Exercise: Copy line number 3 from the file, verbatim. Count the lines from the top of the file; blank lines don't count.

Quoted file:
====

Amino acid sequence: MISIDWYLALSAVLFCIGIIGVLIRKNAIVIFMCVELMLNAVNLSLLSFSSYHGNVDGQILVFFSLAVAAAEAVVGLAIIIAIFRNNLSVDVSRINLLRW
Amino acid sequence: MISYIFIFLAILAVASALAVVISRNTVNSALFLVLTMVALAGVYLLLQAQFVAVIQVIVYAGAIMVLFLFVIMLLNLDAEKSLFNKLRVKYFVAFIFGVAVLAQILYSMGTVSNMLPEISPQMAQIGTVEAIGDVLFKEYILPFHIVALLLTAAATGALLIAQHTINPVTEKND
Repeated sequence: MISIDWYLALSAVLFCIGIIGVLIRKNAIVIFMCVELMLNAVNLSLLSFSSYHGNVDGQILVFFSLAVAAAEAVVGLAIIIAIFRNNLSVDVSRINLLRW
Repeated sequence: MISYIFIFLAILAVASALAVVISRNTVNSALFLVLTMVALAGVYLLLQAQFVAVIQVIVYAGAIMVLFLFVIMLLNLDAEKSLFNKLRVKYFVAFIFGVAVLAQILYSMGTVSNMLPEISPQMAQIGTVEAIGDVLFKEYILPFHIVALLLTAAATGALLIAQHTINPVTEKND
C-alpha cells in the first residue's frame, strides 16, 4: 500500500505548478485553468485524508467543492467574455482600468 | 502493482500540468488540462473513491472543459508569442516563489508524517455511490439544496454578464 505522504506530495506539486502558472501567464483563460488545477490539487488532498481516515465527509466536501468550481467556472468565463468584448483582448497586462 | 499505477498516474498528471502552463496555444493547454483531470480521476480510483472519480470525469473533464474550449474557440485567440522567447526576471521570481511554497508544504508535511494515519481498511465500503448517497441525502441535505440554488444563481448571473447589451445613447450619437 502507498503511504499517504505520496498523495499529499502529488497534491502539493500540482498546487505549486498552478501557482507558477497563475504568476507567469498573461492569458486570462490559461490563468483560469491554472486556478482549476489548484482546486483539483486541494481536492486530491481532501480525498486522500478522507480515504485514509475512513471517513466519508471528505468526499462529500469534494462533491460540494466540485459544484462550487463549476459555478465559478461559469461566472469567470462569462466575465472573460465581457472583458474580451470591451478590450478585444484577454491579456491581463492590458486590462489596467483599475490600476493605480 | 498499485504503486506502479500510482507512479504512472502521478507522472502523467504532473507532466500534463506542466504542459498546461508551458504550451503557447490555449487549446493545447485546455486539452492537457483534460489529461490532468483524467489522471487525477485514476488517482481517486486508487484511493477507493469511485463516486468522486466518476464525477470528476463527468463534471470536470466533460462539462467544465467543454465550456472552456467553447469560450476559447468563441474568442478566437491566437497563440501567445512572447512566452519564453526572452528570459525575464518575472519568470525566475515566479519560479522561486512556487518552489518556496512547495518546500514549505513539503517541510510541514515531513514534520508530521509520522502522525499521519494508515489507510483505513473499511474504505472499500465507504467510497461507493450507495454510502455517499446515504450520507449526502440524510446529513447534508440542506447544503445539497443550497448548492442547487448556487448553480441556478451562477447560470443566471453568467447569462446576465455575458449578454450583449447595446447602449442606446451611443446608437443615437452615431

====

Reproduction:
Repeated sequence: MISIDWYLALSAVLFCIGIIGVLIRKNAIVIFMCVELMLNAVNLSLLSFSSYHGNVDGQILVFFSLAVAAAEAVVGLAIIIAIFRNNLSVDVSRINLLRW